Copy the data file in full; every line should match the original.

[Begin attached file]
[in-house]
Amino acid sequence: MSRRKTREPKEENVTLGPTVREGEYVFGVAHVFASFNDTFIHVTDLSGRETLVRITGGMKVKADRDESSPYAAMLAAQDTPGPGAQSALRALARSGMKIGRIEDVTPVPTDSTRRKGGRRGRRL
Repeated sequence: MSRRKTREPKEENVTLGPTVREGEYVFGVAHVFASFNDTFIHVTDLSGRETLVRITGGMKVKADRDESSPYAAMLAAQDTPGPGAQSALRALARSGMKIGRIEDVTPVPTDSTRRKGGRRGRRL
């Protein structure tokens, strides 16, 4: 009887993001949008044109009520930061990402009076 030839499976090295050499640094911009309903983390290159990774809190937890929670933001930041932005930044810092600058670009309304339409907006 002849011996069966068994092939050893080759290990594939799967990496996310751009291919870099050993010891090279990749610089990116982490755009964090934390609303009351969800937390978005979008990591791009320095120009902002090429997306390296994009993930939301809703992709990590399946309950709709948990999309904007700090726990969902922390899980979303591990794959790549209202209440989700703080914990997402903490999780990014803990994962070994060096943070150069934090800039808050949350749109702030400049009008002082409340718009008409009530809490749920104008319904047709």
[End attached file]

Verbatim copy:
[in-house]
Amino acid sequence: MSRRKTREPKEENVTLGPTVREGEYVFGVAHVFASFNDTFIHVTDLSGRETLVRITGGMKVKADRDESSPYAAMLAAQDTPGPGAQSALRALARSGMKIGRIEDVTPVPTDSTRRKGGRRGRRL
Repeated sequence: MSRRKTREPKEENVTLGPTVREGEYVFGVAHVFASFNDTFIHVTDLSGRETLVRITGGMKVKADRDESSPYAAMLAAQDTPGPGAQSALRALARSGMKIGRIEDVTPVPTDSTRRKGGRRGRRL
């Protein structure tokens, strides 16, 4: 009887993001949008044109009520930061990402009076 030839499976090295050499640094911009309903983390290159990774809190937890929670933001930041932005930044810092600058670009309304339409907006 002849011996069966068994092939050893080759290990594939799967990496996310751009291919870099050993010891090279990749610089990116982490755009964090934390609303009351969800937390978005979008990591791009320095120009902002090429997306390296994009993930939301809703992709990590399946309950709709948990999309904007700090726990969902922390899980979303591990794959790549209202209440989700703080914990997402903490999780990014803990994962070994060096943070150069934090800039808050949350749109702030400049009008002082409340718009008409009530809490749920104008319904047709």